Apple on Monday unveiled a new feature coming to iOS 16 designed chiefly to help people sever ties with their abusive partners who may tracking their locations or secretly reading their messages.
“Many people share passwords and access to their devices with their partner; however, in abusive relationships, this can threaten personal safety and make it harder for victims to get help,” Katie Skinner, a privacy engineering manager at Apple, said during its keynote presentation at the 2022 World Wide Developer Conference, better known as WWDC.
This new feature, dubbed Safety Check, will allow users to quickly halt location information sharing via Find My and reset an iPhone’s privacy settings in the press of a few buttons. Activating Safety Check further helps safeguard users by signing them out on all other devices and restricting access to FaceTime and iMessage.
The feature will also help users interested in auditing the permissions they’ve granted to a range of apps, as well as manage the types of access granted to other people.
“This lets people in abusive situations quickly revoke an abuser’s access to their data and location, enabling them to cut ties and get to safety,” Skinner said.
Safety Check is the best thing Apple has done for iOS in a long time. #WWDC22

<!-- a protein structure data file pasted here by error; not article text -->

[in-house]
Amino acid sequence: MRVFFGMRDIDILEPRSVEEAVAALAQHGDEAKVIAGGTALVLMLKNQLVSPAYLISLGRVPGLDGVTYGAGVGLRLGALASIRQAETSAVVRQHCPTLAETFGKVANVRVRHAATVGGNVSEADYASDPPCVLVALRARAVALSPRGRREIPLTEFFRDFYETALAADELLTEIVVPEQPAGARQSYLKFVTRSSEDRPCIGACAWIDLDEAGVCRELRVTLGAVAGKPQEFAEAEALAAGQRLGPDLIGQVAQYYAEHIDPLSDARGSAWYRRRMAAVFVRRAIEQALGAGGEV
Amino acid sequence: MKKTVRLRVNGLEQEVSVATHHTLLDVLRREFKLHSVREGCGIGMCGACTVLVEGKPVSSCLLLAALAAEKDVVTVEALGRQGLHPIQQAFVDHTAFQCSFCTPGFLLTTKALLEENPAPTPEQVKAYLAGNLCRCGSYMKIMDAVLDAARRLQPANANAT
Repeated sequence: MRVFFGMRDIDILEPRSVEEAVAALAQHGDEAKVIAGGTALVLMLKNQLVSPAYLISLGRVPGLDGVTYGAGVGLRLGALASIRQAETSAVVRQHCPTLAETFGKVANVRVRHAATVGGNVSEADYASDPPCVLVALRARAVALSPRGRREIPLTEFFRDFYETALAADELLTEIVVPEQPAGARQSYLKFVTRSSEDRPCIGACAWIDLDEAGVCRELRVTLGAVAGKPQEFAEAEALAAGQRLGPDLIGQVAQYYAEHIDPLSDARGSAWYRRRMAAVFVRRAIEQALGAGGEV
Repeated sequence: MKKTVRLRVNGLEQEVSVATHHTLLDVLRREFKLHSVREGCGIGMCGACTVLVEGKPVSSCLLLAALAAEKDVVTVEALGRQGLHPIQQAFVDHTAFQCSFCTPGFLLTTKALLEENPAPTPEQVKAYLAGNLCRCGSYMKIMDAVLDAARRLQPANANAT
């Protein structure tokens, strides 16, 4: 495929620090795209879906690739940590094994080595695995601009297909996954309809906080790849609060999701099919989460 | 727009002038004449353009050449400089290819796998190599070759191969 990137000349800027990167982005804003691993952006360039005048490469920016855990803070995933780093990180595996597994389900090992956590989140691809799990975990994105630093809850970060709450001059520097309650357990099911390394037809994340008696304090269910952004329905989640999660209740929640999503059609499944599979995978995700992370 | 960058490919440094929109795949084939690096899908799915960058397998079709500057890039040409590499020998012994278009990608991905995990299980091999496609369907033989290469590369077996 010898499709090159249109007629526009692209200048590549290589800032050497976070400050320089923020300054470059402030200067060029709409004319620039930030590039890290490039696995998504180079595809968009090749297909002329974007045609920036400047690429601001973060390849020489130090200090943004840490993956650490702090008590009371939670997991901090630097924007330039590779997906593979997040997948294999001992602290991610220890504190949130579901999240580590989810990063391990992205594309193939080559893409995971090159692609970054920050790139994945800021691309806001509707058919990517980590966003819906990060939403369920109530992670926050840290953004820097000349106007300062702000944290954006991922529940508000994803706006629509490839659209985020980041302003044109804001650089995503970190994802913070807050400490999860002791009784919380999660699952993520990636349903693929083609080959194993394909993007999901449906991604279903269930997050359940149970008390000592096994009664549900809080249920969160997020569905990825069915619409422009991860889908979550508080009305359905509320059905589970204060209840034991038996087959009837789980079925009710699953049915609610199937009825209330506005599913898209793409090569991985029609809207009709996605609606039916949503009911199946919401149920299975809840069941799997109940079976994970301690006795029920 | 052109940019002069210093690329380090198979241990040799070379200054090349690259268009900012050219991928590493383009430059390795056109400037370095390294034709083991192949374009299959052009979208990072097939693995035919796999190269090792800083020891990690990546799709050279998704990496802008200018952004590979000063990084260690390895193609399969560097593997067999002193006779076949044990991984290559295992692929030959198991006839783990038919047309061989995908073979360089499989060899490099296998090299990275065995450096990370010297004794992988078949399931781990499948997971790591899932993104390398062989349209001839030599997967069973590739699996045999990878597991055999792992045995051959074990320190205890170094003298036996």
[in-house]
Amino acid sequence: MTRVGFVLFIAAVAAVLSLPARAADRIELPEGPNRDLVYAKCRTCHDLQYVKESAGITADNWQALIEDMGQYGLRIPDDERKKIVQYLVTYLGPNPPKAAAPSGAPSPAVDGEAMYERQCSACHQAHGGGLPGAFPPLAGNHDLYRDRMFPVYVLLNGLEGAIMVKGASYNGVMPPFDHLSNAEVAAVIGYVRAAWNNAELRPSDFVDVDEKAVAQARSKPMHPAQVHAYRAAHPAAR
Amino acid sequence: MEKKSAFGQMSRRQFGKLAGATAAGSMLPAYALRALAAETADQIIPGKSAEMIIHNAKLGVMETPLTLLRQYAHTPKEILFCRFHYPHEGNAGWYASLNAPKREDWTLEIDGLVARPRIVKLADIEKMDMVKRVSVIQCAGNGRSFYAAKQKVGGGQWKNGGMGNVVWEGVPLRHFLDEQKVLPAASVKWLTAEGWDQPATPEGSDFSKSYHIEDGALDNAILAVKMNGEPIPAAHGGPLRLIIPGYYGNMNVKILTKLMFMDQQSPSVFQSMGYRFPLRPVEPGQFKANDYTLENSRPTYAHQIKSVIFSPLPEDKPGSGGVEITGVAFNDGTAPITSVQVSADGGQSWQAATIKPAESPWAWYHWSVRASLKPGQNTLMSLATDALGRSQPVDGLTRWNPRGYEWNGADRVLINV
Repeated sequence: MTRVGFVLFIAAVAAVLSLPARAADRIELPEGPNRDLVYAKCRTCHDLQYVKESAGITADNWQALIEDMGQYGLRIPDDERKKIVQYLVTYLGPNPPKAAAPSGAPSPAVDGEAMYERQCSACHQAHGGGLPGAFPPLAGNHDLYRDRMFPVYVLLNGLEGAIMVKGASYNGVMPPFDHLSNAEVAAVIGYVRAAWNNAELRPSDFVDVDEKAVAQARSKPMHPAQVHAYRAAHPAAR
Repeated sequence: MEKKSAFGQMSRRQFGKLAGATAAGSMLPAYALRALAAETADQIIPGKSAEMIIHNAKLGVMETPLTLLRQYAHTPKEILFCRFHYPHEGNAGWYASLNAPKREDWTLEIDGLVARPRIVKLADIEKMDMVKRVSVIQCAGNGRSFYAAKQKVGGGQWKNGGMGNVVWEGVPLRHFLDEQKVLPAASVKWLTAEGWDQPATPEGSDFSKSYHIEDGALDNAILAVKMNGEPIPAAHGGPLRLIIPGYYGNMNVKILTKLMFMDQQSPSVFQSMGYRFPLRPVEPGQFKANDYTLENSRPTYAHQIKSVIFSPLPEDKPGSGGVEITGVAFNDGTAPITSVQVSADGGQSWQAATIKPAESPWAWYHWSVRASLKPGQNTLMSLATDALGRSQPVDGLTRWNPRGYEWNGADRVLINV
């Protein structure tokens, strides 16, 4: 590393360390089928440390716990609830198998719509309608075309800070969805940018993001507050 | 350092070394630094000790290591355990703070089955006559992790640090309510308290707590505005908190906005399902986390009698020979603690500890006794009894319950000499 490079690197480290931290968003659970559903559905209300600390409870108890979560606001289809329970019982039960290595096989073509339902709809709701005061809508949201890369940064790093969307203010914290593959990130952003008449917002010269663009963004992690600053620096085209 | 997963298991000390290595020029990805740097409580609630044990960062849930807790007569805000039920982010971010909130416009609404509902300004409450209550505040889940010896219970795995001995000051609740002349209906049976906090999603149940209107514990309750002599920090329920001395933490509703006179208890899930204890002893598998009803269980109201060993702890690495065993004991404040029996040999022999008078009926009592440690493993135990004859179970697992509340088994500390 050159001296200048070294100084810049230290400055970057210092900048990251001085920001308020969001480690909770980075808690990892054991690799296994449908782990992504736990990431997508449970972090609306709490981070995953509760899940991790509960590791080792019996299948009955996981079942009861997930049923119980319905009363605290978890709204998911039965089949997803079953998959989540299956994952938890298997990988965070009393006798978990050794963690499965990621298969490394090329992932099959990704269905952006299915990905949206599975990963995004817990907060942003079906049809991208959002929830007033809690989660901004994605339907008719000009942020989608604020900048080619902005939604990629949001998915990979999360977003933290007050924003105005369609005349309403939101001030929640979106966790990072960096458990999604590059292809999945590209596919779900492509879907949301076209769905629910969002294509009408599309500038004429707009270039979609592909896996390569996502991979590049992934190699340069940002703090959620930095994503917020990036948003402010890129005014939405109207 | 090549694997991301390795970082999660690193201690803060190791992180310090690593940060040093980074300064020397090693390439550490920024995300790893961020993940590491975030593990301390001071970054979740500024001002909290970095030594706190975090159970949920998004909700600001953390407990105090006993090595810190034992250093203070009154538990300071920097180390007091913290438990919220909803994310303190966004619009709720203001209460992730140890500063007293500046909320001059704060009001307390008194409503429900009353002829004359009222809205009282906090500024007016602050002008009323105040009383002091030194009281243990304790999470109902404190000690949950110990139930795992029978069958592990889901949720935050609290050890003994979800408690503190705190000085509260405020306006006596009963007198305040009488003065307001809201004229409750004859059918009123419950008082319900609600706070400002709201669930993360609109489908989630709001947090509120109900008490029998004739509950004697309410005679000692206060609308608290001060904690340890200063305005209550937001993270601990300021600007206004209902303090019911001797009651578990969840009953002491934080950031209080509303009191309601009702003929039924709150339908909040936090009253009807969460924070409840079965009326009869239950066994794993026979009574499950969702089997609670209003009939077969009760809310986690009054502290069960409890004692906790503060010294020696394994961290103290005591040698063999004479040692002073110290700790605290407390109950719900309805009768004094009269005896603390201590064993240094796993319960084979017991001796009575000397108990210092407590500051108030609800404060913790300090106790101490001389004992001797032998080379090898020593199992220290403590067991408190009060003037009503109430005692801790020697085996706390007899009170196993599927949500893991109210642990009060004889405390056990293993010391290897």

— Andrew (@AndrewCrow) June 6, 2022
Intimate partner violence is prevalent in the United States. According to the CDC, as many as 1-in-3 women and 1-in-4 men will experience a form of abuse by an intimate partner in their lifetime, ranging from stalking to physical violence and rape. This equates to roughly 10 million women and men each year, according to the National Coalition Against Domestic Violence.
Apple said Safety Check is the culmination of discussions with several similar organisations that support victims of domestic abuse, including the National Centre for Victims of Crime (NCVC), the Women’s Services Network, and the National Network to End Domestic Violence.
“In times of crisis, for many survivors, it’s important to know who has their information and location. Safety Check helps give control back to survivors,” the NCVC said.